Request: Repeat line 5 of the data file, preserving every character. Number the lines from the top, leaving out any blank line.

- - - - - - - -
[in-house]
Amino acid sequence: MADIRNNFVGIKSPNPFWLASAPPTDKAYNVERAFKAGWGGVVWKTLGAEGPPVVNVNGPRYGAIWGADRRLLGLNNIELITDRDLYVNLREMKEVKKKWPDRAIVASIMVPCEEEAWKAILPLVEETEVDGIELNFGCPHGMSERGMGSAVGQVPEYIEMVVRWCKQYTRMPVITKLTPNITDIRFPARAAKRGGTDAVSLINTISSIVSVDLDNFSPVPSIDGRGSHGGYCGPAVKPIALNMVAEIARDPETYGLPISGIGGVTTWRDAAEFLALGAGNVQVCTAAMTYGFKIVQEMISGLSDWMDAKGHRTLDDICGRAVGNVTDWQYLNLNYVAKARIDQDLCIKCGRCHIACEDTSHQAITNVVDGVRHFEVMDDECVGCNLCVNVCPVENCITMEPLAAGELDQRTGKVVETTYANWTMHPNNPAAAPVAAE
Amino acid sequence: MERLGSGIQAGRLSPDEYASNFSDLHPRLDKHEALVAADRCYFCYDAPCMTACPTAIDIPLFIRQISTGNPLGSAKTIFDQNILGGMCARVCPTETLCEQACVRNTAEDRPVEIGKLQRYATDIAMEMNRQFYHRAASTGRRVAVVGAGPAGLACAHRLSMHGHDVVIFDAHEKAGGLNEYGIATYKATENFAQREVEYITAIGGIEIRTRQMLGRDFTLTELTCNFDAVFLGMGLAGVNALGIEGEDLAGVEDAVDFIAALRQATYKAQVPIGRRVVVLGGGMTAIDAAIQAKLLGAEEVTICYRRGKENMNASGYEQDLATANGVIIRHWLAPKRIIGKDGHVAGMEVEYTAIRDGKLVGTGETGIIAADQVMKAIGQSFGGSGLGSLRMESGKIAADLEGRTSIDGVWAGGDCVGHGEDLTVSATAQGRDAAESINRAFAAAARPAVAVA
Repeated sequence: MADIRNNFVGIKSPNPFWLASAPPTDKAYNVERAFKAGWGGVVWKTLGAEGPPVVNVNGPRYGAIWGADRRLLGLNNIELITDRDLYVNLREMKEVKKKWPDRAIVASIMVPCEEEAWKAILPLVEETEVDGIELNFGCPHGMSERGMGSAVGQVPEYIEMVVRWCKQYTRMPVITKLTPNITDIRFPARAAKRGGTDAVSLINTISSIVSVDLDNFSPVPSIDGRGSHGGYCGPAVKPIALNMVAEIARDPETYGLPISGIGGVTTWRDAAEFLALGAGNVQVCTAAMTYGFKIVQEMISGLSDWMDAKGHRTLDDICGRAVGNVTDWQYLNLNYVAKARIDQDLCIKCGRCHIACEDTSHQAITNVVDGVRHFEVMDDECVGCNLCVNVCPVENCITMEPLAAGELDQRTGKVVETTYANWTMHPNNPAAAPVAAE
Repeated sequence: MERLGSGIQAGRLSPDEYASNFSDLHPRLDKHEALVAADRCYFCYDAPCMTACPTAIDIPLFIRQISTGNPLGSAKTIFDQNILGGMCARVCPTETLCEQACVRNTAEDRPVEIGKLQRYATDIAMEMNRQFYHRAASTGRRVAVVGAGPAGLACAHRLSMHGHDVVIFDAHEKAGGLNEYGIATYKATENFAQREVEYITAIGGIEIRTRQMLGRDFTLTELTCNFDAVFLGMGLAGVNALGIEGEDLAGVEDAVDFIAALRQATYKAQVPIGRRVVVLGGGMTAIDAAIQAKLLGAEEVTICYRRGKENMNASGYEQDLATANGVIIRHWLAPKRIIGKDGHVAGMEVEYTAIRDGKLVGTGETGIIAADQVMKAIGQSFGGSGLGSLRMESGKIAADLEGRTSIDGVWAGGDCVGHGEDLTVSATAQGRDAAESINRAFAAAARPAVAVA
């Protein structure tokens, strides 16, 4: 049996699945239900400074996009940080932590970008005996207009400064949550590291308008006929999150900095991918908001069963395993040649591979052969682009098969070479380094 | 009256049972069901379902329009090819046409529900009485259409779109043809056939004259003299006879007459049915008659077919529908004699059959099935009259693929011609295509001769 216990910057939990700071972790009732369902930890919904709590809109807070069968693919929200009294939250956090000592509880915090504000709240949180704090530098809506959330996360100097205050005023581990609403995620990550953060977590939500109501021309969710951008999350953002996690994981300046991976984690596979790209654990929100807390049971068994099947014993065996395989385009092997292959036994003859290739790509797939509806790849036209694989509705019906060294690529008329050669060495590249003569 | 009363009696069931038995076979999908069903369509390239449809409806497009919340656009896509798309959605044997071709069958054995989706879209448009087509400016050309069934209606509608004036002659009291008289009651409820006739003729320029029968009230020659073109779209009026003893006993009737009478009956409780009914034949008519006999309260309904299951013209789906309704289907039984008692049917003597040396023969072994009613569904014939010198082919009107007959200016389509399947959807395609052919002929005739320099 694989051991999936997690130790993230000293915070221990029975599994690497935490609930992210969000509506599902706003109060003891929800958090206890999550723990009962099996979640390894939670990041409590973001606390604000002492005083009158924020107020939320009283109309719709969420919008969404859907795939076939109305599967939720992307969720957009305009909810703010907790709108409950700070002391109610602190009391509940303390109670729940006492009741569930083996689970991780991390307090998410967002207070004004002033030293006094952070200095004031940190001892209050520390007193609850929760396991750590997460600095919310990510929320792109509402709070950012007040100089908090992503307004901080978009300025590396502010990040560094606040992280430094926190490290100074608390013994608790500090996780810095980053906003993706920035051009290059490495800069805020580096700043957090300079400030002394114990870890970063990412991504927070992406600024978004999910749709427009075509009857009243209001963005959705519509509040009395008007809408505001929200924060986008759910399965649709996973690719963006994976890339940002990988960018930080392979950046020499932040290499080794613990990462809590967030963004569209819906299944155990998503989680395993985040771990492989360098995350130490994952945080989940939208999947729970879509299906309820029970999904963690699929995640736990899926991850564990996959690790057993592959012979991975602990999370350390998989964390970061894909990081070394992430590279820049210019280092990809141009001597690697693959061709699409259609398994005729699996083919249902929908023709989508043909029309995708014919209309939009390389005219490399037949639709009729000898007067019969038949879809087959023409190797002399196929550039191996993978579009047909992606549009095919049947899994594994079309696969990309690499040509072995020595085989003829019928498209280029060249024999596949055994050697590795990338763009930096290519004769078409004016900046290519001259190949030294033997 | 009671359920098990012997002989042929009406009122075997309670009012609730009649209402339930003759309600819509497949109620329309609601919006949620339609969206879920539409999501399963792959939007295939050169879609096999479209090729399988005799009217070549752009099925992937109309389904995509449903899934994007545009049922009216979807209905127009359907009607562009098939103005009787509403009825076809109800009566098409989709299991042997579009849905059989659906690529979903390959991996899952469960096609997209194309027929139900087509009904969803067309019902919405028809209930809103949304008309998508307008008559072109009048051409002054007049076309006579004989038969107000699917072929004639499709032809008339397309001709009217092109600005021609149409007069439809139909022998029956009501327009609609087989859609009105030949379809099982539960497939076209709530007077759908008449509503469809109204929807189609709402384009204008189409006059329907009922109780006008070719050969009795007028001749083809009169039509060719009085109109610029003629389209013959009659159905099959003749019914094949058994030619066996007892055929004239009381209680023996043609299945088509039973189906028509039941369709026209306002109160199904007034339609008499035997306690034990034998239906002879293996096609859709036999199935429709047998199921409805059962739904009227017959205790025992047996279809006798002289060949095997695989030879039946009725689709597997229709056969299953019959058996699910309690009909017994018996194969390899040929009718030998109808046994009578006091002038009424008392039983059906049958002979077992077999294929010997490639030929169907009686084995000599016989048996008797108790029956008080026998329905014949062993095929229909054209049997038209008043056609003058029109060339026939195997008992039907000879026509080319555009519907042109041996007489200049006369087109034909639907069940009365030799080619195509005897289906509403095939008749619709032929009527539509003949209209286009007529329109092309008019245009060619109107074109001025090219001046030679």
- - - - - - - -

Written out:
Repeated sequence: MERLGSGIQAGRLSPDEYASNFSDLHPRLDKHEALVAADRCYFCYDAPCMTACPTAIDIPLFIRQISTGNPLGSAKTIFDQNILGGMCARVCPTETLCEQACVRNTAEDRPVEIGKLQRYATDIAMEMNRQFYHRAASTGRRVAVVGAGPAGLACAHRLSMHGHDVVIFDAHEKAGGLNEYGIATYKATENFAQREVEYITAIGGIEIRTRQMLGRDFTLTELTCNFDAVFLGMGLAGVNALGIEGEDLAGVEDAVDFIAALRQATYKAQVPIGRRVVVLGGGMTAIDAAIQAKLLGAEEVTICYRRGKENMNASGYEQDLATANGVIIRHWLAPKRIIGKDGHVAGMEVEYTAIRDGKLVGTGETGIIAADQVMKAIGQSFGGSGLGSLRMESGKIAADLEGRTSIDGVWAGGDCVGHGEDLTVSATAQGRDAAESINRAFAAAARPAVAVA